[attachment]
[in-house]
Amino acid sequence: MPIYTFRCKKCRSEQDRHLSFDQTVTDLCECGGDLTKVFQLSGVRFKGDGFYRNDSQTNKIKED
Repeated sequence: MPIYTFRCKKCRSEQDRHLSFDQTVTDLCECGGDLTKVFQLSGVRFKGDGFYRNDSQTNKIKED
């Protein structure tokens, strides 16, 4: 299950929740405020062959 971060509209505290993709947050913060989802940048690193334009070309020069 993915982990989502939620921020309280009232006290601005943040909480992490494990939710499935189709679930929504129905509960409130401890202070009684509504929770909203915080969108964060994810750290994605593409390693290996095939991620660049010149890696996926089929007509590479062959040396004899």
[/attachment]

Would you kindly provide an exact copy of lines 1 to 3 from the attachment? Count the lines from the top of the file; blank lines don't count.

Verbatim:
[in-house]
Amino acid sequence: MPIYTFRCKKCRSEQDRHLSFDQTVTDLCECGGDLTKVFQLSGVRFKGDGFYRNDSQTNKIKED
Repeated sequence: MPIYTFRCKKCRSEQDRHLSFDQTVTDLCECGGDLTKVFQLSGVRFKGDGFYRNDSQTNKIKED